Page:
Re: Author and attendance measurements [Was: Re: Thought experiment [Re: Quality of Directorate reviews]]

Carsten Bormann <cabo@tzi.org> Sat, 09 November 2019 14:36 UTC

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Subject: Re: Author and attendance measurements [Was: Re: Thought experiment [Re: Quality of Directorate reviews]]
From: Carsten Bormann <cabo@tzi.org>
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On Nov 8, 2019, at 08:11, Jari Arkko <jari.arkko@piuha.net>; wrote:
> 
> 2015	698
> 2016	711
> 2017	630
> 2018	541
> 2019	370

>> 370*(365.0/Time.now.yday)
=> 431.4696485623003

More importantly, the RPC is constipated by the v3 switch, so those numbers aren’t very indicative.  Maybe looking at

>> 370*(365.0/Time.parse("2019-09-16").yday)
=> 521.4285714285714

gives a clearer indication that we are about where we were in 2018.  But really, there should be some metric run over the RFC editor queue as well.

OK, so much for playing scientist here.  Now for the process wonk in me (which I’m definitely only playing).

It seems to me all the proposals to add work for everyone to get better metadata for making these measurements are non-starters.  A little more information can be extracted out of the existing information in the datatracker, which would make a nice project for a student maybe, but the main contributors all have way more important things to do.

So what do we learn?  
Citing this snippet again:

> My impression from the regular plenary reports on attendance my impression is
> that the number of people involved in the IETF is declining, yet the number
> of RFCs being processed is going up.

There are lots of impressions here, which as we see often aren’t supported (or even are contradicted) by the indicators we have.
E.g., my “impression” also is that conflicts are going up, but maybe that is just a facet of the IoT work I’m engaged in going mainstream and impacting/being impacted by more WGs.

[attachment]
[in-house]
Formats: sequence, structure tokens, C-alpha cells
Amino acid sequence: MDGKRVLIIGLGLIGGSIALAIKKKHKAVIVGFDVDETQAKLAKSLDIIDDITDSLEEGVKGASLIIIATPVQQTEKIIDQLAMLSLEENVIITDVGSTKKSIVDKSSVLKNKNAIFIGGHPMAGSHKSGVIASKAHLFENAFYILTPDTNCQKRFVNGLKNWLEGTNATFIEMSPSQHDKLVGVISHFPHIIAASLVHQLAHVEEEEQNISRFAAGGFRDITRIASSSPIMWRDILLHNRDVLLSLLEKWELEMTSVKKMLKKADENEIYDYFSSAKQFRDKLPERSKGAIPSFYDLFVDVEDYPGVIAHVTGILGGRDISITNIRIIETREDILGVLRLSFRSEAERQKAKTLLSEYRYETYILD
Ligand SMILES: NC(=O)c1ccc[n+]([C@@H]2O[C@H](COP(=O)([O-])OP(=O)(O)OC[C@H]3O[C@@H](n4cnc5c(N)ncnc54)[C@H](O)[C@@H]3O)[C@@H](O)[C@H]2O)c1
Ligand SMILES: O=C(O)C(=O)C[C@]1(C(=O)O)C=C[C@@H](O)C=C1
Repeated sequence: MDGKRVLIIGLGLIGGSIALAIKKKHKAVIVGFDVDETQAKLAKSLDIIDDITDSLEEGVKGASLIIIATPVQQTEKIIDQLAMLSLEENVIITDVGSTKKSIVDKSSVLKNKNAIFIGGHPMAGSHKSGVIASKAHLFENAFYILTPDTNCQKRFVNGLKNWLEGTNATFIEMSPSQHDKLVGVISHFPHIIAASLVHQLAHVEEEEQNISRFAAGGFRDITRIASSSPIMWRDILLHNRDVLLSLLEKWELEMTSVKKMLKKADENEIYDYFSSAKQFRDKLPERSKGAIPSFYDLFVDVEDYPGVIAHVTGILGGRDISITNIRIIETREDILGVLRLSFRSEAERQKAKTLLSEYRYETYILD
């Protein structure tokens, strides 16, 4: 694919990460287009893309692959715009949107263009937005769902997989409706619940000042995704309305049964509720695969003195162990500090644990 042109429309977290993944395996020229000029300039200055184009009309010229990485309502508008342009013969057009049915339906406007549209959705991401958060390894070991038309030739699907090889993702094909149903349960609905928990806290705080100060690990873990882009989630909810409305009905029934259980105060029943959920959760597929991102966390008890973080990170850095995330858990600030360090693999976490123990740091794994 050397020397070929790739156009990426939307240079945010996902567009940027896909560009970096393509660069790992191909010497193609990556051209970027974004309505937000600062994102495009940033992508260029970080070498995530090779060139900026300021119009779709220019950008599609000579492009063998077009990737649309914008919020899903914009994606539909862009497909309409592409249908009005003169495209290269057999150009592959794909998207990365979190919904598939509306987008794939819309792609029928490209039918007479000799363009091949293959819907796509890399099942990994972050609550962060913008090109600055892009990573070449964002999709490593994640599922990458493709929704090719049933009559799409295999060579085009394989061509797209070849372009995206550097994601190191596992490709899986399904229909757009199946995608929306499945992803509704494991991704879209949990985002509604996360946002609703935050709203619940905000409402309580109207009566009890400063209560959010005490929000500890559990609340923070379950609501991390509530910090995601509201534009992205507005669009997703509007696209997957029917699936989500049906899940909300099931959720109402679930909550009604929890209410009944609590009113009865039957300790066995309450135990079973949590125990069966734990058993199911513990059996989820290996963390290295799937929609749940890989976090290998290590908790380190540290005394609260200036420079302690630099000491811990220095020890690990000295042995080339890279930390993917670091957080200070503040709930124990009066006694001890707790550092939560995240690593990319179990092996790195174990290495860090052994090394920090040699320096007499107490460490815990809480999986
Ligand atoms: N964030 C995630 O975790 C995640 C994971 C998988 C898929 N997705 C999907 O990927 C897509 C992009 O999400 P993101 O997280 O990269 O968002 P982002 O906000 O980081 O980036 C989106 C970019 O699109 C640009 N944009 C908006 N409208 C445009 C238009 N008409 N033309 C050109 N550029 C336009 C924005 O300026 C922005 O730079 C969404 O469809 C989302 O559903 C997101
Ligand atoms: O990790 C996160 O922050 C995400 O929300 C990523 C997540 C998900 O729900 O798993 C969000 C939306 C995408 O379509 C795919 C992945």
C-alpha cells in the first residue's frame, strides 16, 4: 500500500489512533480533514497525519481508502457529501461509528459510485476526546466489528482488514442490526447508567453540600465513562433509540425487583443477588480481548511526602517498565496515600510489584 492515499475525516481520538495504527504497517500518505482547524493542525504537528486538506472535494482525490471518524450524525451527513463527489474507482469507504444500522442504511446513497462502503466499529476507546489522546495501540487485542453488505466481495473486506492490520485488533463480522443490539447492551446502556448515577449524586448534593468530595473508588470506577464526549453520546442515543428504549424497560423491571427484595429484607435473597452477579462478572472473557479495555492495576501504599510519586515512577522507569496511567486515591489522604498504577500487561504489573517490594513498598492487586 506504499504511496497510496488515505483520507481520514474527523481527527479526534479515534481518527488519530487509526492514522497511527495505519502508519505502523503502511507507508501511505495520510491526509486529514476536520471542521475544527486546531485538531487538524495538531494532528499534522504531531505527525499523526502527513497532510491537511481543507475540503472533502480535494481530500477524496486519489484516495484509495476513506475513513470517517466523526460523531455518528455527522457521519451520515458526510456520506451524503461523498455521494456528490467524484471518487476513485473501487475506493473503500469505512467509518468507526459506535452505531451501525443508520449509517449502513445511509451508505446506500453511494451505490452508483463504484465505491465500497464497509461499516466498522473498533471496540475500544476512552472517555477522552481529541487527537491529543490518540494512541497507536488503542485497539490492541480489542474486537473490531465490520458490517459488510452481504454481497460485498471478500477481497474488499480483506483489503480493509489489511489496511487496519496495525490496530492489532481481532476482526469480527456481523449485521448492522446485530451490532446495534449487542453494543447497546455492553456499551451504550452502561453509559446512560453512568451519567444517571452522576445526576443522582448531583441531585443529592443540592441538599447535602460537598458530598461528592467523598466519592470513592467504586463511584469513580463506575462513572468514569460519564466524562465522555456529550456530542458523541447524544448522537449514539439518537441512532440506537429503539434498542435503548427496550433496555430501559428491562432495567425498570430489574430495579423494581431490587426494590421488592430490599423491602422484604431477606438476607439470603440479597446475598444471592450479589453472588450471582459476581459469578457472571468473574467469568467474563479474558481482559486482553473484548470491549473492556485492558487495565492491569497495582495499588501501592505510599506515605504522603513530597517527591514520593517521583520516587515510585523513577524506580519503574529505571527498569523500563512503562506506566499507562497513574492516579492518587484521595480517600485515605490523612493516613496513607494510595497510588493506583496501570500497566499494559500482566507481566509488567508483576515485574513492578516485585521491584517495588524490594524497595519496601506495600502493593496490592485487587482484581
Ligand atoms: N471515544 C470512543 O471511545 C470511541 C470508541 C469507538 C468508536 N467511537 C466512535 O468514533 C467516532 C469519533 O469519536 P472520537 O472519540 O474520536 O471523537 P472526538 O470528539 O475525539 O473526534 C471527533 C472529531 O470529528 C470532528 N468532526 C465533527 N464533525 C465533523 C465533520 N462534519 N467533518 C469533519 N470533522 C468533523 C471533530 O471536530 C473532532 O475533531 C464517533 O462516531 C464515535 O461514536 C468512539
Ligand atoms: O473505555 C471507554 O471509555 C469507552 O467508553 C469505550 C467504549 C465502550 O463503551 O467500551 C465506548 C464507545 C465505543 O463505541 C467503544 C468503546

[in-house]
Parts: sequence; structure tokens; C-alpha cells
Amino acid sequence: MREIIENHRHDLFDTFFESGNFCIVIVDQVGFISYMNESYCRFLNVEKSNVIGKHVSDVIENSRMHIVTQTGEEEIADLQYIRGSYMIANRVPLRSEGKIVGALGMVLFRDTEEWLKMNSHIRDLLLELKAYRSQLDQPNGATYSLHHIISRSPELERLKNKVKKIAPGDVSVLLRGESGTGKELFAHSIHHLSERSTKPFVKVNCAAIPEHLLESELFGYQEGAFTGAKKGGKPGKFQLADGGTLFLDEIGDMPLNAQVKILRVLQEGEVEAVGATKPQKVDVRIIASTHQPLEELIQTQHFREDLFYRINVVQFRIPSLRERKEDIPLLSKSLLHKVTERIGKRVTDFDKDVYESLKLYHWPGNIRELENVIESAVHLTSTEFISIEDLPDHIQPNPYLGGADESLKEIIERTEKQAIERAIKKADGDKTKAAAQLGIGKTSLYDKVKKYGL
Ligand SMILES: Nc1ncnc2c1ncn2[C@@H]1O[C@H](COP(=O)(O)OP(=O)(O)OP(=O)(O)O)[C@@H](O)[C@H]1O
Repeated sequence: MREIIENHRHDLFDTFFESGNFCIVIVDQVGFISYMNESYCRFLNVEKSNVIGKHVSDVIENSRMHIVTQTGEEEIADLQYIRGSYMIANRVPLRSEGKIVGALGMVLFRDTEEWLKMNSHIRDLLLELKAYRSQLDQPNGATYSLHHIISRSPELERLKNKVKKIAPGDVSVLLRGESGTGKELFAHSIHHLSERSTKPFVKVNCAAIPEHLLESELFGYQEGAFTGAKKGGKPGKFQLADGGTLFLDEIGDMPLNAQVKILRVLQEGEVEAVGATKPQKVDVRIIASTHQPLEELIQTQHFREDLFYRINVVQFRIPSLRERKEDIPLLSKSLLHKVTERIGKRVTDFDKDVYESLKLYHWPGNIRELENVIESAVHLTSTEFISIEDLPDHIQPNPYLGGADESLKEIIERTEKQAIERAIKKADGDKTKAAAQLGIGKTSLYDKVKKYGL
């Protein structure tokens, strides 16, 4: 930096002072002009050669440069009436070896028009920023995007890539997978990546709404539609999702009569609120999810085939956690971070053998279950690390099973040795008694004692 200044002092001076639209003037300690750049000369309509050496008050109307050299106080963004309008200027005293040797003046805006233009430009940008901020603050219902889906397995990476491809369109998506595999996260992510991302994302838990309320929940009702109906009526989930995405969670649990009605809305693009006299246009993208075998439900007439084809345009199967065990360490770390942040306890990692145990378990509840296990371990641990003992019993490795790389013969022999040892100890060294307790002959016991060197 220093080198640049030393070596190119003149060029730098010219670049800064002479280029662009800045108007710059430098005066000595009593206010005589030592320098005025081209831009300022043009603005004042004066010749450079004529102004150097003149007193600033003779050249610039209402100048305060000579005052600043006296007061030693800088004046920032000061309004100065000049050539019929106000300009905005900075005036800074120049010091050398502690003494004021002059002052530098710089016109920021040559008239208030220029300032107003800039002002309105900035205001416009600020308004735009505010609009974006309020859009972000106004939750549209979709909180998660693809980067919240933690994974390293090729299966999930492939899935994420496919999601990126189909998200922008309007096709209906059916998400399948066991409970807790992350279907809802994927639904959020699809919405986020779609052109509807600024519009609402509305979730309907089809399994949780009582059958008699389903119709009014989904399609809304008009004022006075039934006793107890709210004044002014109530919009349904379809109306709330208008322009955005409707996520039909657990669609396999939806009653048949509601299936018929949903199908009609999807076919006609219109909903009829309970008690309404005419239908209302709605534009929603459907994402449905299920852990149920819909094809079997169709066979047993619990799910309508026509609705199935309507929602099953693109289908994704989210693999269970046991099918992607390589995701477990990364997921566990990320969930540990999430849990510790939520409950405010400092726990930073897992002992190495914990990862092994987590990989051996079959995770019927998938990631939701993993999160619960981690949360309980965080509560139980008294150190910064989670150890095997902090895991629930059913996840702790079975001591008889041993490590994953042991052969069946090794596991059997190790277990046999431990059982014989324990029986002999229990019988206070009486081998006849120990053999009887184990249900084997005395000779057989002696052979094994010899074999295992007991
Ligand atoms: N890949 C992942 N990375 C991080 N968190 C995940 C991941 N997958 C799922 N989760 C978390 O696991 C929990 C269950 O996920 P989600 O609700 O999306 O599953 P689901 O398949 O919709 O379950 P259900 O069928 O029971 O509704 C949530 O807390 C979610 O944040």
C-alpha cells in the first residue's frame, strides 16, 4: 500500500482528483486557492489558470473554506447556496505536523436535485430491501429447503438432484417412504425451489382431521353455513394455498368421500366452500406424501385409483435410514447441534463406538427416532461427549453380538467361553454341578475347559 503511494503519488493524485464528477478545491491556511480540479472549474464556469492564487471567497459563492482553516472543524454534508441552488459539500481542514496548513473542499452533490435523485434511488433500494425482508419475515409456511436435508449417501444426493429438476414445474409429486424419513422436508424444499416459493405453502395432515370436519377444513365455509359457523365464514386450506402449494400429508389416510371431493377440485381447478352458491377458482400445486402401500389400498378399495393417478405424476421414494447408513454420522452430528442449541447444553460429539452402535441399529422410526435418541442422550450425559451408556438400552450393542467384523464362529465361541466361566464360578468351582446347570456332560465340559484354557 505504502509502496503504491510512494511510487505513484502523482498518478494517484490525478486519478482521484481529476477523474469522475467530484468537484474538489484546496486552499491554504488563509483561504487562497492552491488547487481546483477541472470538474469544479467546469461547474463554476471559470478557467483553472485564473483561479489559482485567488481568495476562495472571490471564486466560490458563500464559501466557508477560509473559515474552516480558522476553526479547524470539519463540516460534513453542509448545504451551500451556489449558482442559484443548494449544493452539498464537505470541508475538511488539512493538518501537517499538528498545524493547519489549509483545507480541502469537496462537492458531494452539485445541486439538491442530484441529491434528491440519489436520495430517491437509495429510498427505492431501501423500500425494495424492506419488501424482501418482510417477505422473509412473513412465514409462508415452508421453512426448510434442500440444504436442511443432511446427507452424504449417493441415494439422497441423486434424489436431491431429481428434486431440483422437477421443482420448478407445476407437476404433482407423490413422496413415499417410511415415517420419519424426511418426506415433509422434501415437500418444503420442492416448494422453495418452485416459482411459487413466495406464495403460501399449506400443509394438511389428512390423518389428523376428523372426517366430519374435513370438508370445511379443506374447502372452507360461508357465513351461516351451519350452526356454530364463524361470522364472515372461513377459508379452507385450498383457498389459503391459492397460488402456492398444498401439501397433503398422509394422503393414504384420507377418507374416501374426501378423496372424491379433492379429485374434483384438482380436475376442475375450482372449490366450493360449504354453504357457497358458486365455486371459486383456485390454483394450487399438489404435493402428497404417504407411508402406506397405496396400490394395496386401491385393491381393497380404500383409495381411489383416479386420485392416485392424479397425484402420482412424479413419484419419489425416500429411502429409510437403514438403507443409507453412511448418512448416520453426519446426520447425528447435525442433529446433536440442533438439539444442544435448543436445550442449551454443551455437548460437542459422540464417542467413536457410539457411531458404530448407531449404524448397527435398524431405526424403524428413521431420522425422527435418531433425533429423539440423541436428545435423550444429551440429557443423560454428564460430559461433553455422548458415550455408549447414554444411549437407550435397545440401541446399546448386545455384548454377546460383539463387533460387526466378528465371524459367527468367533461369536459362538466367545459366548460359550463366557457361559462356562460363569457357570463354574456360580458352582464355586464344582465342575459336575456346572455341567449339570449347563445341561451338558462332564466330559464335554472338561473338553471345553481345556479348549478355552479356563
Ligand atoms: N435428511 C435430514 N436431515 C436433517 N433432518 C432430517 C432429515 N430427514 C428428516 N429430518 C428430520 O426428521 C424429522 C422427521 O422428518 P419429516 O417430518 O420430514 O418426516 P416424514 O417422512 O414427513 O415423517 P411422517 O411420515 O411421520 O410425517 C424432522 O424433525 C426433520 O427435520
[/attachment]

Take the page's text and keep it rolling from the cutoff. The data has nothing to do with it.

The original idea in some of the contributions to this thread, which in my words I’d summarize as lobotomizing the quality engineering we do so we can get more candidates for ADs, is a non-starter as well.  Most of the arguments in this thread for this are bolstered by statements about what specific participants of the process *should* be doing (also known as process confabulation in software engineering), not by observations about reality.

That we don’t have a good alternative to the current process doesn’t mean we can’t tune some knobs, and I’d prefer if we’d focus on what these knobs are.  Strengthening the directorate review system (with the objective to reduce variance in review quality and timing) is very well worth some effort.  Feeding more early cross-area review into the WG process that precedes the IESG review also would help; we have been trying to do this but probably need to be more consistent in these efforts.

All in all I think that making someone responsible for proposing tuning actions and observing and evaluating the results, preferably over a longer time than a single AD tenure, might help.  Not in the sense of “wenn ich nicht mehr weiter weiß, bilde ich ‘nen Arbeitskreis” (not sure that this aphorism about the tendency of German bureaucracy to shift responsibility to useless committees is translatable), but in the sense of creating actual responsibility.  Sweeping actions would still need to go through our consensus process, which makes them very expensive, but continued attention on smaller tweaks might already help a lot.

Grüße, Carsten